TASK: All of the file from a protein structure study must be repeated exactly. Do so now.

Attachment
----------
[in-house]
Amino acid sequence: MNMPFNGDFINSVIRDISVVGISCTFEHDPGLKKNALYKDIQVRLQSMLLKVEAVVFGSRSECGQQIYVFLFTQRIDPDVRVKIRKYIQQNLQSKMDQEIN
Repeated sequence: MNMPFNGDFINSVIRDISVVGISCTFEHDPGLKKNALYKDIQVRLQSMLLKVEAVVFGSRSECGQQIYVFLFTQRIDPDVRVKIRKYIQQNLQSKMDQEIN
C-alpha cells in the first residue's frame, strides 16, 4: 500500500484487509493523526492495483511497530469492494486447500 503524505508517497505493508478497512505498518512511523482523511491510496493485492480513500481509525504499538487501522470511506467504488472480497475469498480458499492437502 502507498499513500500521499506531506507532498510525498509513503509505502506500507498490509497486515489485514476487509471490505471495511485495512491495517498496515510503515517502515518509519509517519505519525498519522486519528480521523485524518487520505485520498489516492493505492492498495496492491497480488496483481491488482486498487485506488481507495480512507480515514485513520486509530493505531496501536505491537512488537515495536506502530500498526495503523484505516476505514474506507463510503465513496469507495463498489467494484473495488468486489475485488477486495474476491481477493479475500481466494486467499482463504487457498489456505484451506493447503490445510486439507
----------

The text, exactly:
[in-house]
Amino acid sequence: MNMPFNGDFINSVIRDISVVGISCTFEHDPGLKKNALYKDIQVRLQSMLLKVEAVVFGSRSECGQQIYVFLFTQRIDPDVRVKIRKYIQQNLQSKMDQEIN
Repeated sequence: MNMPFNGDFINSVIRDISVVGISCTFEHDPGLKKNALYKDIQVRLQSMLLKVEAVVFGSRSECGQQIYVFLFTQRIDPDVRVKIRKYIQQNLQSKMDQEIN
C-alpha cells in the first residue's frame, strides 16, 4: 500500500484487509493523526492495483511497530469492494486447500 503524505508517497505493508478497512505498518512511523482523511491510496493485492480513500481509525504499538487501522470511506467504488472480497475469498480458499492437502 502507498499513500500521499506531506507532498510525498509513503509505502506500507498490509497486515489485514476487509471490505471495511485495512491495517498496515510503515517502515518509519509517519505519525498519522486519528480521523485524518487520505485520498489516492493505492492498495496492491497480488496483481491488482486498487485506488481507495480512507480515514485513520486509530493505531496501536505491537512488537515495536506502530500498526495503523484505516476505514474506507463510503465513496469507495463498489467494484473495488468486489475485488477486495474476491481477493479475500481466494486467499482463504487457498489456505484451506493447503490445510486439507